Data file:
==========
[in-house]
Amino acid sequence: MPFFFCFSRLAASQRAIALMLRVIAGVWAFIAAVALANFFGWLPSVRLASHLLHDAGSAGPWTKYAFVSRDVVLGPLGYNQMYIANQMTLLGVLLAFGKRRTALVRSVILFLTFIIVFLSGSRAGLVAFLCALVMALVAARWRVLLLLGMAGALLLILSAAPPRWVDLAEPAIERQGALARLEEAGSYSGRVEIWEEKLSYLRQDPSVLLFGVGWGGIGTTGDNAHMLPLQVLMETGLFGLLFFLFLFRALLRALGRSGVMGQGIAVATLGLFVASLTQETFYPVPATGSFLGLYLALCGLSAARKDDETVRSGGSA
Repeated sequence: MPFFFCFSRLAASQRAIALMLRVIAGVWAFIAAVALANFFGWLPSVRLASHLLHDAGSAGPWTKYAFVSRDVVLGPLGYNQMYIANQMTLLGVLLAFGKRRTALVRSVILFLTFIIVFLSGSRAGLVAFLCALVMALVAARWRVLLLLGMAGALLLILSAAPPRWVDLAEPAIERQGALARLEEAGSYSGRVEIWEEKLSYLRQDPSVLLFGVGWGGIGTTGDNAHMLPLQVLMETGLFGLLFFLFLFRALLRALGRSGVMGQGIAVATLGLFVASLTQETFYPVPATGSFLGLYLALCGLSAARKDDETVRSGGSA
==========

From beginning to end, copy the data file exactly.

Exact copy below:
[in-house]
Amino acid sequence: MPFFFCFSRLAASQRAIALMLRVIAGVWAFIAAVALANFFGWLPSVRLASHLLHDAGSAGPWTKYAFVSRDVVLGPLGYNQMYIANQMTLLGVLLAFGKRRTALVRSVILFLTFIIVFLSGSRAGLVAFLCALVMALVAARWRVLLLLGMAGALLLILSAAPPRWVDLAEPAIERQGALARLEEAGSYSGRVEIWEEKLSYLRQDPSVLLFGVGWGGIGTTGDNAHMLPLQVLMETGLFGLLFFLFLFRALLRALGRSGVMGQGIAVATLGLFVASLTQETFYPVPATGSFLGLYLALCGLSAARKDDETVRSGGSA
Repeated sequence: MPFFFCFSRLAASQRAIALMLRVIAGVWAFIAAVALANFFGWLPSVRLASHLLHDAGSAGPWTKYAFVSRDVVLGPLGYNQMYIANQMTLLGVLLAFGKRRTALVRSVILFLTFIIVFLSGSRAGLVAFLCALVMALVAARWRVLLLLGMAGALLLILSAAPPRWVDLAEPAIERQGALARLEEAGSYSGRVEIWEEKLSYLRQDPSVLLFGVGWGGIGTTGDNAHMLPLQVLMETGLFGLLFFLFLFRALLRALGRSGVMGQGIAVATLGLFVASLTQETFYPVPATGSFLGLYLALCGLSAARKDDETVRSGGSA